The food that you choose to eat can reveal a great deal about what you desire at a core level. Understanding your appetite means thinking outside the box to decode your hunger through mindful eating practices.
Mindful eating is eating with intention — the intention of exploring your relationship with food, and of being grateful for and savoring your food. Eating with intention can also help you understand your appetite.
Appetite can be likened to cravings or a strong desire for a particular food or beverage, but particular cravings can also reveal your appetite for something that's not food at all.
From my experience, our bodies are home to seven different types of hungers. These hungers can influence what you eat, but they also communicate parts of the self that need to be satisfied in non-food ways.
Take a moment here to think about what stimulates your hunger. What are your triggers? Do emotions and your senses drive you to go into the cabinet to look for a snack? Does something missing in your life end up getting fulfilled on your plate?
Your experiences with hunger are unique to you, but you may notice that some of your appetites are related to one of seven hungers:
Ever notice a craving after you've been scrolling through a food blogger's Instagram account? We are stimulated by sight — beautiful colors, textures, shapes, and presentation trigger our hunger.
To be truly satisfied by eye hunger we must feast our eyes on the food before we can enjoy it. Try looking at each bite of food as you put it onto your fork or spoon to fully appreciate what's in front of you.
We must also consider why our visual craving is so strong. What is it about the site of the beautiful fruit tart that makes us crave something that we didn't even think we wanted?
Maybe you're hungering for more color in your life or a general change of scenery. One way to satisfy this hunger is by simply appreciating the artfulness that graces the pastry case and moving on.
Smell seems to go right to the heart. Your grandmother's chicken soup, your mom’s apple pie — familiar smells can elicit a craving like nothing else.
Your nose is powerful, but don’t let it trick you into eating things you are not truly hungry for. If you smell something so good that you can't pass it up, make note of your desire for that food and allow yourself to eat it when you're actually hungry.
Be sure to breathe in the memory before it lands on your plate, then pause between each bite to take in the aromas of your meal.
Certain flavors and/or mouth feel can have a truly satisfying quality … at least for the moment.
Consider your desire for sweet, salty, spicy, crunchy, smooth, cold, or hot food. And then consider your appetite for life. What are you truly craving? Is the desire for something crunchy a longing to release stored tension?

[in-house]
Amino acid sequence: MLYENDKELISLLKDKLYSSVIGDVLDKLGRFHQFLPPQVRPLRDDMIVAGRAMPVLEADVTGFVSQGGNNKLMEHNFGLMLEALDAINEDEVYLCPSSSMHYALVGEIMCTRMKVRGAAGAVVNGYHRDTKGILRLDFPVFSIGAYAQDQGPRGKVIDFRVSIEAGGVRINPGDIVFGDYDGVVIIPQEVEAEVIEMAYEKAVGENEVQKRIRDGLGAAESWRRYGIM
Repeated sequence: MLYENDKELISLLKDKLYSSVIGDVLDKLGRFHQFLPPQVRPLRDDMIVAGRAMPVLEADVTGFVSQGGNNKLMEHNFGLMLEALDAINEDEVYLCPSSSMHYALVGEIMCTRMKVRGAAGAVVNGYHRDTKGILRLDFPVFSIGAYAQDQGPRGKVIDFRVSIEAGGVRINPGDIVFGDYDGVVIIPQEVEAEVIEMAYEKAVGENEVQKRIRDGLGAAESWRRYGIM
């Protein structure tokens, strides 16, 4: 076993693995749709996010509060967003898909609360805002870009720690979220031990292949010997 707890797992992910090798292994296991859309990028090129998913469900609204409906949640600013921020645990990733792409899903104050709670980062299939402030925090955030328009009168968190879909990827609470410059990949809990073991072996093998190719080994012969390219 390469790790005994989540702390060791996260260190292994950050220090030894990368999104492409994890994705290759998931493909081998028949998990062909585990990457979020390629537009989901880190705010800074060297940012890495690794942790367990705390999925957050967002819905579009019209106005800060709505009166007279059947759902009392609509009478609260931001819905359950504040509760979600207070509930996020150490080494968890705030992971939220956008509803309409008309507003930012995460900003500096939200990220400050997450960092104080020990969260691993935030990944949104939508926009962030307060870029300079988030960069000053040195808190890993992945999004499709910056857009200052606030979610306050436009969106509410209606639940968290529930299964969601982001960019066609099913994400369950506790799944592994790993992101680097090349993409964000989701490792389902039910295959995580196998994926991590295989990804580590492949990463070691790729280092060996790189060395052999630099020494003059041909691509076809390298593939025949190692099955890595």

Or maybe there's a missing element of taste from a meal. Overly salty meals can lead to a craving for sugar, for example. Try to balance flavors of fat, acid, sweetness, and salt, which will leave your palate more satisfied.
You may know this hunger by the grumbling sensation that occurs in your stomach. This is caused by the release of the hormone ghrelin in the stomach, which signals the brain that you're hungry.
We can often confuse this sensation with other feelings such as anxiety or boredom, so pay attention to your stomach’s cues.
Try assessing your hunger on a scale of 1 to 10 before you eat and then again halfway through the meal. You may notice that you've satisfied your hunger by only eating half of what's on your plate.
This simple mindful eating check-in can help you manage your weight naturally and easily. Eat when you're truly hungry and stop when you are just comfortably full.
Listening to our cellular language is a difficult skill to master. When our cells are depleted of nutrients we may feel lightheaded, tired, irritable, weak, or dizzy.
Noticing cellular hunger can clue you in to some of your body's real needs.
Cells need a full spectrum of nutrients to do the work of running our bodies, so fill your plate with colorful plants, whole grains, nourishing fats, and simple protein. Notice whether you're craving a real, whole food (like a beet or a sweet potato), and honor your cellular appetite.
When our brains don't get enough to chew on in terms of mental activity, this might be where eating out of boredom comes in.
Slow down and take a few deep breaths. Without judgment, become aware of the thoughts and sensations you experience when you sit down to eat.
Take inventory of the day: how have your needs been met? What is your mind still wrestling with? Calm the anxious mind by mindfully eating, or not eating if the appetite is better satisfied by a good book or a rich conversation.
When I'm homesick and missing my family, I generally crave ice cream. Growing up, ice cream was a staple in my house, so now it's tied to satisfying my appetite for comfort.
“Comfort foods” are tied to an emotion, mainly the desire to be loved. We often emotionally eat to fill a hole that can’t often be filled by food.
Try to notice your emotions when you have an urge to snack; you may find that you can calm this craving by calling a family member, taking a hot bath, or just recognizing the hunger that exists.
Becoming aware of your seven hungers is a great way to begin a mindful eating practice. Challenge yourself to check in with your seven hungers at one snack or meal each day. Notice what your hungers may be telling you about your experience with the food in front of you or about your appetite for things that are not food at all.
Full plate, full life. Happy eating.